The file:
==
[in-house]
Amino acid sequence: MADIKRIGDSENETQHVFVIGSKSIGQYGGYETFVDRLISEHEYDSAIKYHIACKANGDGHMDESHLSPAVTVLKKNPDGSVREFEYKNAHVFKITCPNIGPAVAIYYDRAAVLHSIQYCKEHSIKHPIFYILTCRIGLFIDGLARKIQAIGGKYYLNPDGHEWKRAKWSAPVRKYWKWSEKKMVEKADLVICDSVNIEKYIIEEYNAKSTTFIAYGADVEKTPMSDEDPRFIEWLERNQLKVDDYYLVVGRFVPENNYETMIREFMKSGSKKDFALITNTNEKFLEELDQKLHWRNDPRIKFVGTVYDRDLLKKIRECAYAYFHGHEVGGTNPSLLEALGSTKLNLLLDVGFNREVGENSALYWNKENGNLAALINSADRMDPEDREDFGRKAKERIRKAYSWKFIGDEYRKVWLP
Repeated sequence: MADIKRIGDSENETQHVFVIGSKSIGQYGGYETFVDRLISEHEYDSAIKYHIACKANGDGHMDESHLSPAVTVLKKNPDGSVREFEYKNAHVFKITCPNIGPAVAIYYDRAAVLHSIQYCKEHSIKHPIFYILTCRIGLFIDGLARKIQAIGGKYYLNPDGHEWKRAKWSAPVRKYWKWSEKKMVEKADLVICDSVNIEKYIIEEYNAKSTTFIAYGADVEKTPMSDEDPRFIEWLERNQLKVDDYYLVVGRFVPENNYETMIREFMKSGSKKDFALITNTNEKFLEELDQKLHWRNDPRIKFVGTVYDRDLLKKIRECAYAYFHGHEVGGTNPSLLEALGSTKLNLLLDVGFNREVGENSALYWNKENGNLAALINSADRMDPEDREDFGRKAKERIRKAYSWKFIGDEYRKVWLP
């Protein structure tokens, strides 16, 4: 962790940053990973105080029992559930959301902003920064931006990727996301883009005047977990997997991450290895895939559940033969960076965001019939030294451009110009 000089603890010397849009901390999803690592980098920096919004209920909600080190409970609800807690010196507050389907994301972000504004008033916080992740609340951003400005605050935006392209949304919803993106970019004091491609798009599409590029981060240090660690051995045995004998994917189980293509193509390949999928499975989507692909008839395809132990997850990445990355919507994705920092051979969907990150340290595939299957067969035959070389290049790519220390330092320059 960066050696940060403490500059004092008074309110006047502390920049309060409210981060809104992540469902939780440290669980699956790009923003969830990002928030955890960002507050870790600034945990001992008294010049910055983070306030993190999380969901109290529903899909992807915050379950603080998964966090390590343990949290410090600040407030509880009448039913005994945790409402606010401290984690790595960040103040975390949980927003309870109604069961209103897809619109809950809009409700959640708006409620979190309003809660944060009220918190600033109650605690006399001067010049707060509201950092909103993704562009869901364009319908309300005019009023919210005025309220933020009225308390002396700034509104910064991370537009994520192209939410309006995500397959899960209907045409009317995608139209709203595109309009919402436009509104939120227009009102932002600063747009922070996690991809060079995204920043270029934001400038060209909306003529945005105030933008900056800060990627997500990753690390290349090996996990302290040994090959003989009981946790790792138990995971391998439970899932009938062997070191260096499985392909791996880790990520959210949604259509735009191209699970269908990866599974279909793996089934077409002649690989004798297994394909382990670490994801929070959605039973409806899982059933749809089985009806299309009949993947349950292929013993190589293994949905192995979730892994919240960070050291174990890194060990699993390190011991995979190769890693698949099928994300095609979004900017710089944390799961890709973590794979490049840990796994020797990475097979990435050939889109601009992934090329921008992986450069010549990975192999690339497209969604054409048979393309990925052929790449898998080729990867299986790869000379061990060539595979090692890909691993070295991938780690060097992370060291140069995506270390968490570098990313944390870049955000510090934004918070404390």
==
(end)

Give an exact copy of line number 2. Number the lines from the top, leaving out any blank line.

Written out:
Amino acid sequence: MADIKRIGDSENETQHVFVIGSKSIGQYGGYETFVDRLISEHEYDSAIKYHIACKANGDGHMDESHLSPAVTVLKKNPDGSVREFEYKNAHVFKITCPNIGPAVAIYYDRAAVLHSIQYCKEHSIKHPIFYILTCRIGLFIDGLARKIQAIGGKYYLNPDGHEWKRAKWSAPVRKYWKWSEKKMVEKADLVICDSVNIEKYIIEEYNAKSTTFIAYGADVEKTPMSDEDPRFIEWLERNQLKVDDYYLVVGRFVPENNYETMIREFMKSGSKKDFALITNTNEKFLEELDQKLHWRNDPRIKFVGTVYDRDLLKKIRECAYAYFHGHEVGGTNPSLLEALGSTKLNLLLDVGFNREVGENSALYWNKENGNLAALINSADRMDPEDREDFGRKAKERIRKAYSWKFIGDEYRKVWLP